Widely Used SS7 Standard Still Vulnerable A Year Later

April 18, 2016 - Written By Daniel Fuller

The number of people without fixed phone numbers, who cut the figurative cord and go for data-only mobile plans, is increasing daily. These people, when they are forced to make a call or send an old fashioned text message, normally use data-based services to do so. Outside of getting their data from a wireless provider, what do these customers have in common with traditional wireless customers who use calling and SMS services daily? The answer is the SS7, or Signaling System Seven, protocol. This protocol is used in any communications that interface with wireless carriers’ legacy systems, including calling, texting, roaming and billing.

CBS News’ “60 Minutes” segment sat down with a high-level German hacker named Karsten Nohl, who demonstrated a vulnerability to the public more than a year ago that used SS7 to allow a hacker to listen in on texts, calls and the rough location of any customer whose phone number they had. This hack, shown off in 2014 by Nohl at a security convention in Germany back in 2014, is still up and running. In order to demonstrate the hack, CBS gave a regular old iPhone to a California congressman and asked him to use it, warning him that it was a hacking experiment. He agreed and, sure enough, Nohl and his people were able to listen in on conversations, track whoever he called or texted and see the locations of everybody involved at all times.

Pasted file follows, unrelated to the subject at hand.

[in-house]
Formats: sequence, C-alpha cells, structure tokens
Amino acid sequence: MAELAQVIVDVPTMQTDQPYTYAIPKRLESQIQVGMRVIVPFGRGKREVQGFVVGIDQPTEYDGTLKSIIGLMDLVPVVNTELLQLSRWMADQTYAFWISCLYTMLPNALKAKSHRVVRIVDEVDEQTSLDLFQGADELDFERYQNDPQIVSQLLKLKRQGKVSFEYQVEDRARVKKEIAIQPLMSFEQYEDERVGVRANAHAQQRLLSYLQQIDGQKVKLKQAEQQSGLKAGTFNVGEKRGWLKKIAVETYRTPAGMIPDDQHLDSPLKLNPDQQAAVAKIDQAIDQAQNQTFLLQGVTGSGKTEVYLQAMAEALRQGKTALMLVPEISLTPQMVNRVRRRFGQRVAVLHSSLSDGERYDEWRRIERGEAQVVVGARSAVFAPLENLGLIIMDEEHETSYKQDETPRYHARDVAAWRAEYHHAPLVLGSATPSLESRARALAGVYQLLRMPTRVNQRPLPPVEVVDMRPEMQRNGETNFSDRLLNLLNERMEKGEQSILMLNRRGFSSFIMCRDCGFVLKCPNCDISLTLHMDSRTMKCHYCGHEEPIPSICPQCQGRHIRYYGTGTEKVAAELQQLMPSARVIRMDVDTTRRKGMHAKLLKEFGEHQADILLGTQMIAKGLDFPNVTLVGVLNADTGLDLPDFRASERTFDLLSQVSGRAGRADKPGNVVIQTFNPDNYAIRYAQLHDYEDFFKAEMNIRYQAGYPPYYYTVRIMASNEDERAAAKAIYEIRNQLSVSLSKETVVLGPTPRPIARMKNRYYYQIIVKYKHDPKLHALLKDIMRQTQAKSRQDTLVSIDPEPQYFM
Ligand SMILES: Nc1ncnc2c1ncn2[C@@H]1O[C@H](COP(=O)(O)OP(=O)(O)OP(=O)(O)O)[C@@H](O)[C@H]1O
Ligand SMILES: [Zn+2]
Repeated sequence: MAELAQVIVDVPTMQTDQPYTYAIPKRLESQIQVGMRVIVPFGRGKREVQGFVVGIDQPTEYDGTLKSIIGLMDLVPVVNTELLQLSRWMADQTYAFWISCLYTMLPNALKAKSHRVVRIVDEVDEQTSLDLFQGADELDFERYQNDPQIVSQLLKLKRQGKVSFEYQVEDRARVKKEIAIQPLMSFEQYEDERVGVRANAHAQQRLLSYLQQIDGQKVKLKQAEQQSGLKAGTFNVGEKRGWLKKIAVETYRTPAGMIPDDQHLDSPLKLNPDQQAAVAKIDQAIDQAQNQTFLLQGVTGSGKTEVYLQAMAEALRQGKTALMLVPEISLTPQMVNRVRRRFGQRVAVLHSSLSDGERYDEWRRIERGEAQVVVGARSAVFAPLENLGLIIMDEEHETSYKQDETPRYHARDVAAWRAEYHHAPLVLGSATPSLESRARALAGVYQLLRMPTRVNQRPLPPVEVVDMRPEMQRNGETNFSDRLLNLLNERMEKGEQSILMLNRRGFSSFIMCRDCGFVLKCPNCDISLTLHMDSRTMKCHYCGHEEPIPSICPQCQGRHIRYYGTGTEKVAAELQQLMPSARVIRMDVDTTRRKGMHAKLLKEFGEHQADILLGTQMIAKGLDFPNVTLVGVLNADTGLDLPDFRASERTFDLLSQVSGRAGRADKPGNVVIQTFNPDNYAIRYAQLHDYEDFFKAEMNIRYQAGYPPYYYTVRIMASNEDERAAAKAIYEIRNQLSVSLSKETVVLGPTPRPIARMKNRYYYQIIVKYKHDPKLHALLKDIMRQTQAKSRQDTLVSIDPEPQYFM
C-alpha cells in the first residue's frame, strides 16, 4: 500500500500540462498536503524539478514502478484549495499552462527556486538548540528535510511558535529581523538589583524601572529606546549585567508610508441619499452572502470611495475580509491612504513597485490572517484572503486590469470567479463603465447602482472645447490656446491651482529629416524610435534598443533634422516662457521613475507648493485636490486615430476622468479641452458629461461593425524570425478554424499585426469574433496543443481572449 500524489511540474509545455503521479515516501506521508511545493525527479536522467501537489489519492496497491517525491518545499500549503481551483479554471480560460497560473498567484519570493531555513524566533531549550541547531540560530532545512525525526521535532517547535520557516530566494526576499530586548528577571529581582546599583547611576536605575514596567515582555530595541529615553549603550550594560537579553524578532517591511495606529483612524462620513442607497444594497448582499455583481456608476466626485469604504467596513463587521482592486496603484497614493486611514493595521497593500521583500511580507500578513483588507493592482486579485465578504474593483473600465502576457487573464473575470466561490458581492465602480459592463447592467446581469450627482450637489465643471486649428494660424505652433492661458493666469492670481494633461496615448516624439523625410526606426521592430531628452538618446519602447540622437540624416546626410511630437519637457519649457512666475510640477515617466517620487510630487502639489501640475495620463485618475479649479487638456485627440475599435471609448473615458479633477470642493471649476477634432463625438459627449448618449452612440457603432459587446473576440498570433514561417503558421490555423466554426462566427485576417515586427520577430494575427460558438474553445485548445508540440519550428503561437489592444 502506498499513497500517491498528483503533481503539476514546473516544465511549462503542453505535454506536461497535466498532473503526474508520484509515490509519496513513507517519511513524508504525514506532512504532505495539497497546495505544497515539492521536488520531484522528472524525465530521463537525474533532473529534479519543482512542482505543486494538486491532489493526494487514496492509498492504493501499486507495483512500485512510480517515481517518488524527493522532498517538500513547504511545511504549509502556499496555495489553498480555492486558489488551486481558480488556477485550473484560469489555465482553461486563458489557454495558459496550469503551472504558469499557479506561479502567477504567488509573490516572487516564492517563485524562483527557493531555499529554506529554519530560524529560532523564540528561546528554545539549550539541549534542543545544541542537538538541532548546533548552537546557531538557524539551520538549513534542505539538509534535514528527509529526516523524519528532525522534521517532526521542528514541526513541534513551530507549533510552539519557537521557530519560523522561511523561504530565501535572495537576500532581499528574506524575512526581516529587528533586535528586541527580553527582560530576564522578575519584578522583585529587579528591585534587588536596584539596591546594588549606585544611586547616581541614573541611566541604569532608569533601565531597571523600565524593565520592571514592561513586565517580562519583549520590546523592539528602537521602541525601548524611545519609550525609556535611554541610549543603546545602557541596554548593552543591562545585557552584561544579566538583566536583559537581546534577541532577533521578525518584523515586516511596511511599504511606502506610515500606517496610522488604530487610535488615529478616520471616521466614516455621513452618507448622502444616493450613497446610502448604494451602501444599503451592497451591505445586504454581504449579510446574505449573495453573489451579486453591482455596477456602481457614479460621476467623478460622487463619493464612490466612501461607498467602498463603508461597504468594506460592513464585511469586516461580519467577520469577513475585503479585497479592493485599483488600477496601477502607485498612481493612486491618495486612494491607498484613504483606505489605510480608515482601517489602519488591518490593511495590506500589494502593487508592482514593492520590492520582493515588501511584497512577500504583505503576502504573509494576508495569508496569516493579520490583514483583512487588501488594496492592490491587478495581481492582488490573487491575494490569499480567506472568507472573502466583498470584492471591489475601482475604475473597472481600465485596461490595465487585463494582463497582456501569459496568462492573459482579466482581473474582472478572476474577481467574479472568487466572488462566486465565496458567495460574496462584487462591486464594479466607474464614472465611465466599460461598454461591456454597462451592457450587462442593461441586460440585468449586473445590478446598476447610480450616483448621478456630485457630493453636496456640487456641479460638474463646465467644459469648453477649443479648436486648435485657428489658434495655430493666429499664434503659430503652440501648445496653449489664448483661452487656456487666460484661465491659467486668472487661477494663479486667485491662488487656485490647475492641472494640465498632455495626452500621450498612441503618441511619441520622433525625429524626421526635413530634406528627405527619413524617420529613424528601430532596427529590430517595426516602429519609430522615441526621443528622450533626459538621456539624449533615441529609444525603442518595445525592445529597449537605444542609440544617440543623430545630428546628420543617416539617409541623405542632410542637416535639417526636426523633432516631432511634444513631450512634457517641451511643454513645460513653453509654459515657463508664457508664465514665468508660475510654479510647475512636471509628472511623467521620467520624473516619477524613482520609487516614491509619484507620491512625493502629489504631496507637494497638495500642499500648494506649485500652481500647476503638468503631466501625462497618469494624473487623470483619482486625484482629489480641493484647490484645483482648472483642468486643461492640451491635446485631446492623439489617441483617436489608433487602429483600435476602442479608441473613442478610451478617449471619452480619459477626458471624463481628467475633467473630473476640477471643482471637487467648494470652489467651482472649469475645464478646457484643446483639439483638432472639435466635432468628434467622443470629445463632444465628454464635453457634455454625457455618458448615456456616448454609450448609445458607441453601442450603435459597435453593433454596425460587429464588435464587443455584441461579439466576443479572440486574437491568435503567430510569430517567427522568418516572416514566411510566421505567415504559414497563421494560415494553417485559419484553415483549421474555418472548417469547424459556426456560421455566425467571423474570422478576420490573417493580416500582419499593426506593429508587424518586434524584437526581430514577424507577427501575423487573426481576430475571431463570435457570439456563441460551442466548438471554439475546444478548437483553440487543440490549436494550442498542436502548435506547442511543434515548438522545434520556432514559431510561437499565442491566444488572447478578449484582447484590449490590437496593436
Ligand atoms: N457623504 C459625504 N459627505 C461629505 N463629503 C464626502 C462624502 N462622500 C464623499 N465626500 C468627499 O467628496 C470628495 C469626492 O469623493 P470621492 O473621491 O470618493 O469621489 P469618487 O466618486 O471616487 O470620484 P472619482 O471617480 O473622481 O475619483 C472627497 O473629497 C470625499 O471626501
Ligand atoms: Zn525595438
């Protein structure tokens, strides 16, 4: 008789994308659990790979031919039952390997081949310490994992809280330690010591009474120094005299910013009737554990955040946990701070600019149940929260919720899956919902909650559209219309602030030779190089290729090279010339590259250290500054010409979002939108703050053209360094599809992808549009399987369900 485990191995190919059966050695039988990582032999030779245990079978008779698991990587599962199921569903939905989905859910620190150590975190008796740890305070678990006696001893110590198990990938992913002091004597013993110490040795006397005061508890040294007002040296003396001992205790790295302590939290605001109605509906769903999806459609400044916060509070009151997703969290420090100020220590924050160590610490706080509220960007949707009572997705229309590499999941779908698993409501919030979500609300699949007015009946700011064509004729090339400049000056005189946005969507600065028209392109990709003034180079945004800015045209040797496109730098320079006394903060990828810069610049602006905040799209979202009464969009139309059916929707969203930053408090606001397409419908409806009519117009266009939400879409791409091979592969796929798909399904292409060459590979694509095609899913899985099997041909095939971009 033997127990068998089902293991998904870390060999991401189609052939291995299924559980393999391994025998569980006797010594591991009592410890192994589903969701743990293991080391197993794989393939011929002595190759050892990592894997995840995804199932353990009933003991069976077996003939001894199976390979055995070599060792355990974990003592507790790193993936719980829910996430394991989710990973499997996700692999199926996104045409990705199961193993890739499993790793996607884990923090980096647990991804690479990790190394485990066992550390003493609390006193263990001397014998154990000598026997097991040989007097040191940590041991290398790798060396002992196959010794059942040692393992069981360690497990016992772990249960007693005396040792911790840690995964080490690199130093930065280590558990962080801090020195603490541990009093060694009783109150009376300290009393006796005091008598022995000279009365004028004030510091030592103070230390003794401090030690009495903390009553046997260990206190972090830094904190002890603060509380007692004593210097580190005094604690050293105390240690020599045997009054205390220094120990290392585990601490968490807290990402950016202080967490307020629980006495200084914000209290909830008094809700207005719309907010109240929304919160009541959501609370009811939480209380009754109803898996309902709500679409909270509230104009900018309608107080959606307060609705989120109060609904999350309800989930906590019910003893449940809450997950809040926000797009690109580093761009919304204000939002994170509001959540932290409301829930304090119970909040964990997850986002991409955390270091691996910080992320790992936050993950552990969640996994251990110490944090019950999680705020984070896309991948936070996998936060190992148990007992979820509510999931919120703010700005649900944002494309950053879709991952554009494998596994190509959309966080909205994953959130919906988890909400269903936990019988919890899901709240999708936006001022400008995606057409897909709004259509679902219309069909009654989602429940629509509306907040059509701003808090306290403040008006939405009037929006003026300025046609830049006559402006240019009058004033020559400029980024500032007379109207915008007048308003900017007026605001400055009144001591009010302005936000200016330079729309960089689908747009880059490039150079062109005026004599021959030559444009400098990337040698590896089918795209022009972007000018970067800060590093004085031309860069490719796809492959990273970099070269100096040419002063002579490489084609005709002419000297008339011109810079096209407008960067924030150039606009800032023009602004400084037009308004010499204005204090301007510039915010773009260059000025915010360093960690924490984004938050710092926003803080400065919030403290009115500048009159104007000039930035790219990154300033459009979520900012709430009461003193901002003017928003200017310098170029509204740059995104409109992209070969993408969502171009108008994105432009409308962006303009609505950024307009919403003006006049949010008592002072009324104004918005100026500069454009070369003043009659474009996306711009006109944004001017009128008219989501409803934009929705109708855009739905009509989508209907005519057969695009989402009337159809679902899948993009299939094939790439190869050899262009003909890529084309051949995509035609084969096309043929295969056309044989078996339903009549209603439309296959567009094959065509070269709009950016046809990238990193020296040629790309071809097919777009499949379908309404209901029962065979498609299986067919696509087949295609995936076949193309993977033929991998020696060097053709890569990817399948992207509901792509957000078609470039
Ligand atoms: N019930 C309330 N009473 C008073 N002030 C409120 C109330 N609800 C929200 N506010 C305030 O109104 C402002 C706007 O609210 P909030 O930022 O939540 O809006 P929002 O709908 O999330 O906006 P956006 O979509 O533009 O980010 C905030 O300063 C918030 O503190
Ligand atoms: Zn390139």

CBS correspondent Sharyn Alfonsi spoke on the matter, saying that politicians and high-ranking businessmen were likely to be the most at-risk parties, saying that these people’s personal data would be of high value to certain malicious parties for purposes such as defamation and illegally obtaining insider knowledge. She also said that this security flaw is used by intelligence agencies the world over, who may not want to see it fixed and are thus leaving mobile subscribers all over the world, especially the powerful people mentioned above, at risk of having their personal data stolen. The exploit is well known in less reputable communities as well, with governments, OEMs and wireless carriers thus far making no move to patch it up.